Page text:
When it comes to dealing with hangovers, there’s two broad approaches – softly softly with an aspirin and a cuddle or the take-no-prisoners full English breakfast blow it out the water route. As London wakes up this morning in post-Olympics grog, memories already fading and TV schedules bewilderingly bereft of judo and beach volleyball, we needed a pick-me-up and Brooklyn-based Morgan Blair’s work is just the thing. On first glance it’s the kind of technicolour blast we need, but look closer and you’ll see the delicacy in her composition and faultless skill in her execution. So it’s kind of like the big breakfast followed by a hug, which is perfect. In danger of murdering any more metaphors, we decided to find out a little more from the woman herself…
Where do you work?
I just moved studios to a corner within an area within an awesome 5,000 sqft raw space off the Lorimer stop in Williamsburg, Brooklyn. We are calling our area within the space “Friendly’s.” I have a few tables and some shelves and a bunch of holographic junk and cassette tapes that I like to look at.
How does your working day start?
Eating something with mango cut up into it, answering emails, listening to/channeling Robyn, riding my bike to studio. Then turning on HOT 97 and/or NPR, then staring out the window for a little while, then working.
How do you work and how has that changed?
I have been trying to be more free in my approach, as far as relinquishing control and letting the piece evolve on its own. I used to be more concerned with planning out every detail ahead of time, which I think is either a real or made-up symptom of having started out doing illustration.
With editorial work, you’re supposed to keep the final piece as close as possible to the approved sketch, and working that way was sort of strangling my ability to think creatively. Now I’m trying to make decisions more spontaneously and not be so concerned about keeping everything super clean and flat. I’m sort of neurotic, so it’s challenging. It works sometimes.
Where would we find you when you’re not at work?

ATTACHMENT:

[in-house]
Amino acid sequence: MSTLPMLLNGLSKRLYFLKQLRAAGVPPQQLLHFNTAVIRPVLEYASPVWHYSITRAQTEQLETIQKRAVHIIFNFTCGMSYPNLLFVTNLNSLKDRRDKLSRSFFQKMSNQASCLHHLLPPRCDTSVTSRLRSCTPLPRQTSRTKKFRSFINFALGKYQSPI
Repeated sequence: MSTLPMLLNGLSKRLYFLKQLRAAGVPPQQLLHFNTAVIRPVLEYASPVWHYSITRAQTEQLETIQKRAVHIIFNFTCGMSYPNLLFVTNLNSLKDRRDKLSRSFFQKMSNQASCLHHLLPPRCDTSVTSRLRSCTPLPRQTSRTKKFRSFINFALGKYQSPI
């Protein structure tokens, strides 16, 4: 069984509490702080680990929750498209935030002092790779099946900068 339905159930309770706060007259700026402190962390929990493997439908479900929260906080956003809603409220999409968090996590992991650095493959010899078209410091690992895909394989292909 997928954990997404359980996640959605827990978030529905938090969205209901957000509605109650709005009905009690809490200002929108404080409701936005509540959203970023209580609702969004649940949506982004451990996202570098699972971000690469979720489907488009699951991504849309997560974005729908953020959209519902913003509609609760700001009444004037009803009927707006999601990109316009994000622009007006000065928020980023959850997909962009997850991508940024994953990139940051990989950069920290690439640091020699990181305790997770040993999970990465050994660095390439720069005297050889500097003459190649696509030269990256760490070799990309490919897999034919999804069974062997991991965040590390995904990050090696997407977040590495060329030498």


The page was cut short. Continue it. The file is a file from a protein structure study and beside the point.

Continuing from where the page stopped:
When I’m not at work in my studio I’m at work at another artist’s studio, making other money to pay for my own studio. I can also sometimes be found at my house in Ridgewood, or at the grocery store. Sometimes I am on the subway going to or from a place while doing sudoku and listening to Mama by Genesis, on repeat.
Other times I am in Massachusetts picking through the best Salvation Army, or in my parents’ basement working on a project too messy for other places. Right now I have two bike frames at their house which I am in the process of stripping so I can paint them with all pastel gradients. Hopefully you will be able to find me there again soon, doing that.
Would you intern for yourself?
I probably would, but it would be a really silly internship. If I had an intern I would be really overly apologetic all the time about asking them to do stuff. And then I would be like “I’ll totally buy you lunch!” but then I would always just get really cheap tacos from the same place and force them to listen to Bros and Bronski Beat and Sparks all day.
Then my intern self would start showing up later and later and we would both be like “what is the point of this” and maybe just agree to hang out and be friends in real life, and then we would eventually come to realise that we are the same person.
- How I Got Here: Marco Velardi and Omar Sosa, Apartamento magazine
- It’s Nice That x Channel 4 Random Acts: “It’ll be like a guided acid trip”
- Felicity Hammond's art sends up the visual language of luxury property developers
- Gillian Wearing uses the public's work to examine privacy and individual vs collective experience
- Anna Beil defies convention with "trashy" illustrations and animations
- Polish illustrator Gosia Herba interprets myths and legends in pastel tones
- Don't Hug Me I'm Scared - an exclusive interview with Duck, Red Guy and Yellow Guy
- Yoshinori Mizutani captures the colourful, rain soaked commuters of Tokyo
- Poem Baker photographs the Jûngølā drag clowns of London’s Deptford
- Stack founder Steven Watson shares five of his top magazines
- Photography: New show at LCC shows young travelling communities of the 90s
- Hilarious and charming new Maynards Bassetts' Liquorice Allsorts ad by Jack Sachs